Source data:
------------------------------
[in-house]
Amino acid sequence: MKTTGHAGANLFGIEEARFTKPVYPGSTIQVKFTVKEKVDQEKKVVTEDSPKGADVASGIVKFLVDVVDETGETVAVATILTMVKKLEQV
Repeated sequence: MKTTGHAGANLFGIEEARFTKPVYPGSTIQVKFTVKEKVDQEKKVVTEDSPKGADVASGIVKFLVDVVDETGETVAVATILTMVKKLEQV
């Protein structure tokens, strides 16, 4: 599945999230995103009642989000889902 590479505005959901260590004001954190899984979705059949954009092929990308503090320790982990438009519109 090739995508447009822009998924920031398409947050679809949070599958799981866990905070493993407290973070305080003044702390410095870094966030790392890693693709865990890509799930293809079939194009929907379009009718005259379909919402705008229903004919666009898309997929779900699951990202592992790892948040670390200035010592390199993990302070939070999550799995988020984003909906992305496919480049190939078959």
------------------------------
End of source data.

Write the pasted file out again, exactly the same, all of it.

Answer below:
[in-house]
Amino acid sequence: MKTTGHAGANLFGIEEARFTKPVYPGSTIQVKFTVKEKVDQEKKVVTEDSPKGADVASGIVKFLVDVVDETGETVAVATILTMVKKLEQV
Repeated sequence: MKTTGHAGANLFGIEEARFTKPVYPGSTIQVKFTVKEKVDQEKKVVTEDSPKGADVASGIVKFLVDVVDETGETVAVATILTMVKKLEQV
């Protein structure tokens, strides 16, 4: 599945999230995103009642989000889902 590479505005959901260590004001954190899984979705059949954009092929990308503090320790982990438009519109 090739995508447009822009998924920031398409947050679809949070599958799981866990905070493993407290973070305080003044702390410095870094966030790392890693693709865990890509799930293809079939194009929907379009009718005259379909919402705008229903004919666009898309997929779900699951990202592992790892948040670390200035010592390199993990302070939070999550799995988020984003909906992305496919480049190939078959």